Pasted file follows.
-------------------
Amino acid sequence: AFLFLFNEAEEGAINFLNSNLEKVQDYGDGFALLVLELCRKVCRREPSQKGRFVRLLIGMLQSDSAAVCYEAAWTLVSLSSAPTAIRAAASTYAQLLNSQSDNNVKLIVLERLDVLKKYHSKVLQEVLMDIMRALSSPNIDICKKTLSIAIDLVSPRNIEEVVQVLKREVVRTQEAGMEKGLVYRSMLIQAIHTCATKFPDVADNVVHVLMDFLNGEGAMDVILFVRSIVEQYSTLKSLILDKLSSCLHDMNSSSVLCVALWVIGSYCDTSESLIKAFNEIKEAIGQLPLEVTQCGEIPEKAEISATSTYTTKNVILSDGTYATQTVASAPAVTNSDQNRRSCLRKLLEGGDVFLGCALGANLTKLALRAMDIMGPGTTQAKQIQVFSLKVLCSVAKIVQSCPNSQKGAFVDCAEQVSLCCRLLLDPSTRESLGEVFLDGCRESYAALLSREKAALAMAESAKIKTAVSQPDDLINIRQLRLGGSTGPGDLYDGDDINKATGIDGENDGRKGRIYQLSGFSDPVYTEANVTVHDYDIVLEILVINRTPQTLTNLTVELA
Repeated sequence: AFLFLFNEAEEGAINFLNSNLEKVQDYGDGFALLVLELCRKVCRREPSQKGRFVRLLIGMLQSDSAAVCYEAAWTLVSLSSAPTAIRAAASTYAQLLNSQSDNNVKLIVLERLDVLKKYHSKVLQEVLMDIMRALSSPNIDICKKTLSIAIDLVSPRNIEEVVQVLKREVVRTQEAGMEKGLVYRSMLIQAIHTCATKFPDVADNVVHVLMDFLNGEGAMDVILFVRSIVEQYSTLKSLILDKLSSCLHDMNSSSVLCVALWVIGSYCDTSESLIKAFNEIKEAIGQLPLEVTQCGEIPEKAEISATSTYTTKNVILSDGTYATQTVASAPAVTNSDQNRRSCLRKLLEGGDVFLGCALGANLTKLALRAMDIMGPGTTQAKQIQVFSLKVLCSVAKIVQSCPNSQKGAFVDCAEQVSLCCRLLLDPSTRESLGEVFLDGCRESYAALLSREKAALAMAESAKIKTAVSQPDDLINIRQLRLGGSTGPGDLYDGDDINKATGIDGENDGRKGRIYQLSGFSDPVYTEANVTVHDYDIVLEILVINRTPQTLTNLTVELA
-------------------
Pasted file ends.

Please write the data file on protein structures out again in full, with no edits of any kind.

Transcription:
Amino acid sequence: AFLFLFNEAEEGAINFLNSNLEKVQDYGDGFALLVLELCRKVCRREPSQKGRFVRLLIGMLQSDSAAVCYEAAWTLVSLSSAPTAIRAAASTYAQLLNSQSDNNVKLIVLERLDVLKKYHSKVLQEVLMDIMRALSSPNIDICKKTLSIAIDLVSPRNIEEVVQVLKREVVRTQEAGMEKGLVYRSMLIQAIHTCATKFPDVADNVVHVLMDFLNGEGAMDVILFVRSIVEQYSTLKSLILDKLSSCLHDMNSSSVLCVALWVIGSYCDTSESLIKAFNEIKEAIGQLPLEVTQCGEIPEKAEISATSTYTTKNVILSDGTYATQTVASAPAVTNSDQNRRSCLRKLLEGGDVFLGCALGANLTKLALRAMDIMGPGTTQAKQIQVFSLKVLCSVAKIVQSCPNSQKGAFVDCAEQVSLCCRLLLDPSTRESLGEVFLDGCRESYAALLSREKAALAMAESAKIKTAVSQPDDLINIRQLRLGGSTGPGDLYDGDDINKATGIDGENDGRKGRIYQLSGFSDPVYTEANVTVHDYDIVLEILVINRTPQTLTNLTVELA
Repeated sequence: AFLFLFNEAEEGAINFLNSNLEKVQDYGDGFALLVLELCRKVCRREPSQKGRFVRLLIGMLQSDSAAVCYEAAWTLVSLSSAPTAIRAAASTYAQLLNSQSDNNVKLIVLERLDVLKKYHSKVLQEVLMDIMRALSSPNIDICKKTLSIAIDLVSPRNIEEVVQVLKREVVRTQEAGMEKGLVYRSMLIQAIHTCATKFPDVADNVVHVLMDFLNGEGAMDVILFVRSIVEQYSTLKSLILDKLSSCLHDMNSSSVLCVALWVIGSYCDTSESLIKAFNEIKEAIGQLPLEVTQCGEIPEKAEISATSTYTTKNVILSDGTYATQTVASAPAVTNSDQNRRSCLRKLLEGGDVFLGCALGANLTKLALRAMDIMGPGTTQAKQIQVFSLKVLCSVAKIVQSCPNSQKGAFVDCAEQVSLCCRLLLDPSTRESLGEVFLDGCRESYAALLSREKAALAMAESAKIKTAVSQPDDLINIRQLRLGGSTGPGDLYDGDDINKATGIDGENDGRKGRIYQLSGFSDPVYTEANVTVHDYDIVLEILVINRTPQTLTNLTVELA